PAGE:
The Department of Agriculture has a world class economics research institution … and is throwing it away
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The U.S. Department of Agriculture has a $140 billion budget to ensure our $1 trillion dollar food and agricultural sector feeds our citizens and people around the world. To help inform its policies and decision making, the department has the Economic Research Service, an $86 million dollar agency producing data and analyses relating to farming and the food supply, natural resources, rural economies, farm income and nutrition. Fitting for the central importance of food and agriculture in the United States, the Economic Research Service is ranked No. 3 in research quality among more than 2,500 academic and government agricultural economics institutions worldwide.

Agriculture Secretary Sonny PerdueGeorge (Sonny) Ervin PerdueAdministration announces plan to streamline oil and gas extraction in national forests The Hill's Morning Report — Sponsored by Better Medicare Alliance — How will Obama impact the midterms? Here are the administration officials who have denied they wrote the anonymous NYT op-ed MORE announced earlier this month that he wants to relocate the Economic Research Service outside of the Washington area to save federal funds. Many of the 330 staff are not likely to make the move, and the loss of their expertise will jeopardize the quality, relevance, and timeliness of the agency’s products. Some budget savings are sure to be made through resignations and early retirements, but the move will come at a much greater cost to the public by weakening the evidence base for food and agricultural policy in the United States. One might reasonably ask whether, by the secretary’s logic, we should also move the Congressional Research Service—and any number of other evidence and information providing entities--to a location with a lower cost of living?

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The Economic Research Service should stay in the Washington area with its primary customers. It is not a “farmer-facing” agency, but rather supports congressional and administration policy officials as well as the program agencies of USDA that deliver key farm, environmental and food services. Plus, its analysts collaborate with counterparts in the department’s other research agencies. These same analysts meet regularly with visiting representatives of interest groups and firms that rely on the agency’s data and analysis in their own decision making. In addition, the Economic Research Service is one of twelve principal federal statistical agencies (including the Census Bureau and Bureau of Labor Statistics, among others, all in the Washington area), and it relies on direct interaction with the professionals in this community to develop best practices and adopt efficiency measures. The agency’s presence in the Washington metropolitan area also enhances its ability to recruit and retain the top-flight economists so critical to its work.

The secretary also proposes to move the Economic Research Service from the research part of the Department that informs policy to the chief economist’s office, which must support the secretary’s policies. Such a move jeopardizes the independence, credibility and objectivity that has defined the work of the Economic Research Service. As a principal federal statistical agency, its charge is to produce independent, relevant and timely reports that are respected by all sides of a discussion. The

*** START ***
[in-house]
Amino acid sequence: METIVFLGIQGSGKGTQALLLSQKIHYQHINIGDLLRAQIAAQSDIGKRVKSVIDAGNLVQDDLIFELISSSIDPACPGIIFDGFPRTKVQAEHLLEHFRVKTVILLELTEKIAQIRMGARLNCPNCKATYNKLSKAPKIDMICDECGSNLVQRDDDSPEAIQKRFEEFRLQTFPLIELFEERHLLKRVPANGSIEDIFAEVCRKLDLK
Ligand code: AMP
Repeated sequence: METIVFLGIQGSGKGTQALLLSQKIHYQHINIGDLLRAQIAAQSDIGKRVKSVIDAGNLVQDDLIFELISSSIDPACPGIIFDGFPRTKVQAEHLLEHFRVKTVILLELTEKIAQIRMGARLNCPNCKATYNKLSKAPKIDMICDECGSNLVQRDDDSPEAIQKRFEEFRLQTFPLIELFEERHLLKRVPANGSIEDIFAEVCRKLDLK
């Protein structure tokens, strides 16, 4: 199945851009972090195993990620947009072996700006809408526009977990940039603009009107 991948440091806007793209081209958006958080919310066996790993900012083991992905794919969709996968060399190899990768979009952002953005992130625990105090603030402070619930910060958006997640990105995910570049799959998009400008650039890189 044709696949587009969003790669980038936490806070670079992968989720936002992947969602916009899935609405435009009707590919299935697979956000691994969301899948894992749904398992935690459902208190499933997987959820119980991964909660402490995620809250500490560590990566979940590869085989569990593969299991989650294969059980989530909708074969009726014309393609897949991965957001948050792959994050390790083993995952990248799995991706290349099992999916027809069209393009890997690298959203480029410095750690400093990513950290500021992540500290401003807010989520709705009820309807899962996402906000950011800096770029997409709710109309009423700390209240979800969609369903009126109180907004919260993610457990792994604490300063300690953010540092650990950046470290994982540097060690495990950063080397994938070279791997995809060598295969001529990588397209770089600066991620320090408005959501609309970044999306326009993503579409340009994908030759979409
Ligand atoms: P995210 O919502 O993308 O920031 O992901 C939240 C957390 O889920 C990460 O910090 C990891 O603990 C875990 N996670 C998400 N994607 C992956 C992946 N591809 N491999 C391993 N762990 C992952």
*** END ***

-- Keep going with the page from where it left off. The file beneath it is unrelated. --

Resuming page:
Economic Research Service should stay in the research arm of the Department of Agriculture. There, the agency would be under the direction of a policy official entrusted with sustaining applied research and ensuring balance between serving to support the secretary’s policies and more broadly informing policies for customers in the public and private sector.

USDA is moving with uncharacteristic speed to implement this plan. An Aug. 15 Federal Register notice has a Sept. 14 deadline for receiving expressions of interest in hosting the ERS and its sister research agency, the National Institute for Food and Agriculture. Moreover, there has been no consultation with those who use and rely on data and analysis from the Economic Research Service despite the secretary’s stated intention to improve customer service. It is perhaps ironic that the notice regarding potential sites for relocation was immediately adjacent to that soliciting nominees for USDA’s research advisory board, which has not met in 18 months. On the assumption that awarding a state the relocated agencies before the November elections is not a consideration, time can be usefully spent in careful examination of this surprising and hastily-assembled plan. Congress should require USDA to provide a full and public justification for the realignment and relocation and hear testimony from the beneficiaries of the work of the Economic Research Service as well as from the agency’s collaborators in universities and research institutes. Good government and evidence-based policy demand no less.

Susan Offutt was administrator of the Economic Research Service under Presidents Bill ClintonWilliam (Bill) Jefferson ClintonHypocrisy in Kavanaugh case enough to set off alarms in DC Getting politics out of the pit Kavanaugh and the 'boys will be boys' sentiment is a poor excuse for bad behavior MORE and George W. Bush.